I see that "lightness" has been brought up, which is of course very important. Rod weight can vary so much across companies and lines that it's hard to use that as a decisive criterion. We have some low to mid modulus blanks that are just as light as high modulus ones, and some are even lighter. I know that's counterintuitive, but it's true.

So what's the best blank for the buck? We love St. Croix blanks, since they're high quality, made in the US and reasonably priced. But, our go-to special forces rod will always be the Loomis NFC standard modulus (SM) blank, which is hand-rolled in WA state where Gary started. The NFC SM line strikes the perfect balance between quality and durability for a great price.
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Leviathan logos rods (1).jpg
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By Merman
#2220339
I've built my own rods , mainly inshore fishing , casting lures & live bait . Rods depend on how you like to fish and what you're trying to catch . I fished out of yaks for years and waded years before that . I have 2 rods that cover all my fishing conditions . I have 2 custom rods I built 8ft , one is a rainshadow 10 - 17 lb , other is and old castaway gulf coast special blank 8ft ... 6 - 12 lb , sic - ti guides , one has cermet - ti tip and stripper guide , the guides are spiral wrapped which puts line on the bottom of the rod with a baitcast reel . I always fished 8 lb line when warm , and 10 lb when it got cool ... The rainshadaow can be set up with a Calcutta 400 with 17 lb and fish the surf , but with light line it will chunk big lures real far . Longer rods take a little technique to use but once you know your limits you can cover some water ...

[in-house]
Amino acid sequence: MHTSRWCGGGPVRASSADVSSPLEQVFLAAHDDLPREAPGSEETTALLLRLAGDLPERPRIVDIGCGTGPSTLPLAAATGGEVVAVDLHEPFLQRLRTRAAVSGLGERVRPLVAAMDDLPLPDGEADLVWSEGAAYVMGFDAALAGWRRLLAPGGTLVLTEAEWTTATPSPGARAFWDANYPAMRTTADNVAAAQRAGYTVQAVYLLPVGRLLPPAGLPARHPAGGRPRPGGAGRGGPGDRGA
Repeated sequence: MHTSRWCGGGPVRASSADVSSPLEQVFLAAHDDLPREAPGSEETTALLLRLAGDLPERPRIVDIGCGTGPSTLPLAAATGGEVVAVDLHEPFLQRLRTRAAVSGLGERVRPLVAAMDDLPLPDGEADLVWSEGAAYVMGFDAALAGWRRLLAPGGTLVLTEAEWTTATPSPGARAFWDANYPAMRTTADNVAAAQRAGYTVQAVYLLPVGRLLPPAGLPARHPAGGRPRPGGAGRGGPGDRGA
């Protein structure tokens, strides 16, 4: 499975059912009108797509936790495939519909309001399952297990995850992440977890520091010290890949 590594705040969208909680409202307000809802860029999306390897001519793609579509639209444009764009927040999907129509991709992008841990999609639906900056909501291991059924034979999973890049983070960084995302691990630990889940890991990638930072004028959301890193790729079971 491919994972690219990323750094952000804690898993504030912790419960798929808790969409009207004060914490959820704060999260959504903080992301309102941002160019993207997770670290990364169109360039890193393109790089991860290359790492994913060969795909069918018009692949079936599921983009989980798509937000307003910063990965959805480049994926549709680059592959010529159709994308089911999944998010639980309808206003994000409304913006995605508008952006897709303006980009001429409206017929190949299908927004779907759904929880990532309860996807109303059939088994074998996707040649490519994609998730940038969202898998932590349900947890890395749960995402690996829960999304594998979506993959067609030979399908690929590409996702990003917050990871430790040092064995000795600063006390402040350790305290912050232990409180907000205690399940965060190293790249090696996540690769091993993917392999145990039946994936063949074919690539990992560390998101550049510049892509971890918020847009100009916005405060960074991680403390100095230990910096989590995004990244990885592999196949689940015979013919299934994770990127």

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By LUISJG
#2228126
I had not buy a new casting rod in a while and yesterday went to buy 4 , when I got to the store
I was amaze of the rod prices now days. :mrgreen:

I ended up buying 2 medium action . 6.6" ugly stick rods with cork handles for 49 each.

I really was tempted to buy the st croix Bass rods.
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By AlanC
#2243123
I like the graphite for surf casting- my Monster rod I got from Squid Jig is a bit of a handful but it would be worse from fiberglass. Then again it is 23'. It is harder to cast but It has one major advantage while surf fishing- it holds the line way up in the air and cuts down on seaweed collection. My HDX is more reasonable to cast with though. For the kayak it's the Tigerstick.
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By Ron Mc
#2247897
when you paddle upwind to a barrier on rising tide, stake out and wade for fish sign, then put out the drift sock to bind fish home sitting in your kayak seat, the longer the rod, the better. This is for keeping better control on your lure depth fishing grass with long blind casts while sitting down.
For my baitcaster, I use a Lamiglas Rogue River Special, 8-1/2' 10-25-lb, 3/8-2oz.
My favorite spinning rod is a Lami G1325 Medium Light, 9' 6-12-lb, 1/8-1/2 oz.
Both are NW steelhead rods, but perfect for this task.
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I also have an 8-1/2' Loomis G2 spinning rod, rated the same as the Lami Rogue River, but it's more work to fish than either Lami graphite.
My inshore fly rods are Sage RPLX7 and a Japanese inshore S-glass rod, 8-1/2' 6/7-wt para taper, which is a jewel. It does everything the RPLX does with less fatigue, unless the wind is over 15 knots, then only the Sage works.